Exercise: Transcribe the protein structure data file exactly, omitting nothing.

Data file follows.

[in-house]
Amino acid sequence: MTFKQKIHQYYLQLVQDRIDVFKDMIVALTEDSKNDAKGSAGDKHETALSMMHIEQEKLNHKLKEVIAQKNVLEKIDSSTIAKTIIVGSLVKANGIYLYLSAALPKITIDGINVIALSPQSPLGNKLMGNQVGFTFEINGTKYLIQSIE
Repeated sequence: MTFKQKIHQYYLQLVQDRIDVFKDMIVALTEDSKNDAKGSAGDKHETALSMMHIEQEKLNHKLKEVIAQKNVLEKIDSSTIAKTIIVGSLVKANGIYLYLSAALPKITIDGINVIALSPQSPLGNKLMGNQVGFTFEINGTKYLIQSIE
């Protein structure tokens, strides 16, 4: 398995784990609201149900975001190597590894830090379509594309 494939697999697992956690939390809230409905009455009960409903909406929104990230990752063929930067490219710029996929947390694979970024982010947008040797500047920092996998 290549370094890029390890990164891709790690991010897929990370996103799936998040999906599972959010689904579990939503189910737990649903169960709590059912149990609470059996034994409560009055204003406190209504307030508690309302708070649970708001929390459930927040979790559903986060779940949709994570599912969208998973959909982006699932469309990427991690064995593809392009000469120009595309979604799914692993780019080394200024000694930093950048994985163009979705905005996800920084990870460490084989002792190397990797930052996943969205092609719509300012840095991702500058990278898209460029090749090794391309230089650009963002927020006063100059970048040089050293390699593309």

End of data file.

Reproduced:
[in-house]
Amino acid sequence: MTFKQKIHQYYLQLVQDRIDVFKDMIVALTEDSKNDAKGSAGDKHETALSMMHIEQEKLNHKLKEVIAQKNVLEKIDSSTIAKTIIVGSLVKANGIYLYLSAALPKITIDGINVIALSPQSPLGNKLMGNQVGFTFEINGTKYLIQSIE
Repeated sequence: MTFKQKIHQYYLQLVQDRIDVFKDMIVALTEDSKNDAKGSAGDKHETALSMMHIEQEKLNHKLKEVIAQKNVLEKIDSSTIAKTIIVGSLVKANGIYLYLSAALPKITIDGINVIALSPQSPLGNKLMGNQVGFTFEINGTKYLIQSIE
């Protein structure tokens, strides 16, 4: 398995784990609201149900975001190597590894830090379509594309 494939697999697992956690939390809230409905009455009960409903909406929104990230990752063929930067490219710029996929947390694979970024982010947008040797500047920092996998 290549370094890029390890990164891709790690991010897929990370996103799936998040999906599972959010689904579990939503189910737990649903169960709590059912149990609470059996034994409560009055204003406190209504307030508690309302708070649970708001929390459930927040979790559903986060779940949709994570599912969208998973959909982006699932469309990427991690064995593809392009000469120009595309979604799914692993780019080394200024000694930093950048994985163009979705905005996800920084990870460490084989002792190397990797930052996943969205092609719509300012840095991702500058990278898209460029090749090794391309230089650009963002927020006063100059970048040089050293390699593309």